Ceramics Workshops for Schools
Inspired by cultures from around the world and the rich history of ceramics, Ricky Grimes is an artist providing innovative and exciting ceramics workshops and art projects for schools and community groups as well as individual tuition. When working in schools, Ricky works with the children and class teachers to create permanent artworks, transforming indoor and outdoor areas into exciting and welcoming spaces. All ceramics workshops and art projects can be individually tailored to suit the school or community group and Ricky would be happy to arrange a visit to discuss any ideas. Most of his work has been in London and the South East but a ceramics workshop can be arranged anywhere in the UK.
“The totem poles are fantastic. I look out the window and can see all the amazing work Ricky has done with the children.” - Marriane Matheson, Teacher, Torriano Junior School, Camden NW1
“Thanks to Ricky our once barren looking playground has been transformed into a bright open space adorned with nine stunning mosaics, African masks and two totem poles. Ricky has done workshops at Torriano, over a period, for many years. Each time he has engaged and enthused the pupils,class teachers and the whole school in exciting, stimulating and often challenging projects. He forms very good relationships with both children and adults and they look forward to working with him” - Dilys Brotia, Head Teacher, Torriano Junior School, Camden
Mosaics - Here are some examples of mosaic work I have completed with various schools and community groups.
Ricky’s first ever school commission was Torriano Junior School in Camden. It was year 2000 and the school wanted to celebrate by doing a project to mark the millennium. The theme was a time line marking 500 year gaps in history. Both classes in each year group made their own panel which was linked to subjects being studied in the curriculum. On his first visit Ricky talked to the children and demonstrated designing and making a section of panel. Throughout the day children were able to come along and ask questions. The resulting tile mosaic represented year zero. Each panel used a slightly different technique. (pictured below)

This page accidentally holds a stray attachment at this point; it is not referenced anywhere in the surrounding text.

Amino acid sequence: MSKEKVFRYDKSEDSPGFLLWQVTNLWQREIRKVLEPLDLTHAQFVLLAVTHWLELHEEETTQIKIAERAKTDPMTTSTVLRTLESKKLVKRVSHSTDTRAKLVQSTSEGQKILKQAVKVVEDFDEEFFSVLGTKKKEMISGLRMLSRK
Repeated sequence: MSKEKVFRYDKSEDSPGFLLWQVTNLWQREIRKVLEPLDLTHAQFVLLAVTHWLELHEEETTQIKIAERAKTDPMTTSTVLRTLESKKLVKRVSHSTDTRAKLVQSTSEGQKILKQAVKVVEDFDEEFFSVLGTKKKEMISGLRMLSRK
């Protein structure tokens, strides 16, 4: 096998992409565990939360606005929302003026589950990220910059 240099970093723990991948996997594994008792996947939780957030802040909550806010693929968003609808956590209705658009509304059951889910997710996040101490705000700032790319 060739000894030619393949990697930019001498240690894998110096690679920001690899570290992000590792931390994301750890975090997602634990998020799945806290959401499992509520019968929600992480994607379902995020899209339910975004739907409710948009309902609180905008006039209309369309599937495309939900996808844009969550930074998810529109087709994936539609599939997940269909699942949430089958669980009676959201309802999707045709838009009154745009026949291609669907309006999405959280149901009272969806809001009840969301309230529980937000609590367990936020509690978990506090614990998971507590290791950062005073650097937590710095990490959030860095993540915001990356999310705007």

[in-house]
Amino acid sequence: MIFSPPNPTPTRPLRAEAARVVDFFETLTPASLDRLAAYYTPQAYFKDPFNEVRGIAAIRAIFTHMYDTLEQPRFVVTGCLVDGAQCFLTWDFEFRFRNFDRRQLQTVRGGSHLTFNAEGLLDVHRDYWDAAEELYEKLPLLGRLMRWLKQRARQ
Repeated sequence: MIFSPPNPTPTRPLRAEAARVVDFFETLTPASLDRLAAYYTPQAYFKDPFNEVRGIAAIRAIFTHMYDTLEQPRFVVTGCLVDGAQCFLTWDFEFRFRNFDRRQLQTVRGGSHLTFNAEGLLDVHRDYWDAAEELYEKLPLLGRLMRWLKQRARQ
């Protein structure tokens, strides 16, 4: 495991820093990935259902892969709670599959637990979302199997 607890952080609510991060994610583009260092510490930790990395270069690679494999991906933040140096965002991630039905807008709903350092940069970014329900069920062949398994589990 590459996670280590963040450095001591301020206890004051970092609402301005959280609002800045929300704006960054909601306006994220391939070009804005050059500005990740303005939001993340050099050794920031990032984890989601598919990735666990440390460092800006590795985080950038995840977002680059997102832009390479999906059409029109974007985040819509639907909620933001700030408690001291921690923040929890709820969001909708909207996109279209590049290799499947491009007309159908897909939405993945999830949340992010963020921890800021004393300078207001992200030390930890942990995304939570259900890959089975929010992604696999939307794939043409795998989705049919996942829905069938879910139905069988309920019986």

Relief panels are very striking and are good for viewing from a distance. They offer an opportunity for groups to work together on a big artwork. Children learn to appreciate the planning and scale involved. Slabs of clay are rolled out in preparation and the design sketched onto the clay. Using coils of clay and modelling tools, the picture is built up into a 3 dimensional representation. These are then painted with colours then taken to be fired and glazed. The finished pieces are mounted on a frame, grouted and installed. Below are some examples of Relief Panels that pupils have made with Ricky's workshop and have become permanent pieces of artwork:
Sculpting with clay is creating three-dimensional artwork by shaping and combining the material using various techniques. Clay can be rolled into slabs which can be built round armatures into all kinds of shapes. Pinch pots can be joined and smoothed out. Clay can be added to this to form all sorts of shapes. In his work with schools and community groups Ricky has used a variety of these techniques to build very different types of sculpture. From small individual works to large group pieces. Pottery can be a fun way to make something to enhance your environment.
Totem poles are monumental sculptures carved from large trees, usually cedar, by cultures of the indigenous people of the Northwest Pacific coast of North America. Ricky has always held an interest in mythology and used a lot of ideas from ancient cultures in his earlier work. Play grounds are enhanced with the addition of Totem poles. Not only do they look striking, they become a focal point for role play and can be used to define a space for rituals such as story telling.
A kiln is used by potters to fire their clay. It may be described as an enclosure to contain heat. A number of different types of kilns developed over time to suit local demand and tradition.
Ricky has run courses in building pit and tunnel kilns at Ormond Road Workshops. At Rhodes Avenue Primary School he has built a Roman kiln and an Anglo Saxon clamp kiln. Mostly he uses his own electric kiln at his studio to fire pottery work from school projects and from his weekend pottery classes.
“Ricky worked with all the children at Chesterfield School to produce some stunning pieces of ceramic work ranging from a compilation of nursery and reception children’s hands in welcome, years 1 -4 making tiles to represent who they were and where they came from, year 5 making totem poles and year 6 making a jungle scene for the early years children and some stunning figures of heads. The whole collaboration was well managed, enjoyed by the children and has produced some stunning ceramic work which has added a lot to the school environment and which will be remembered by the children for a long time to come.” - Jenny Jones, Head Teacher, Chesterfield School, Enfield
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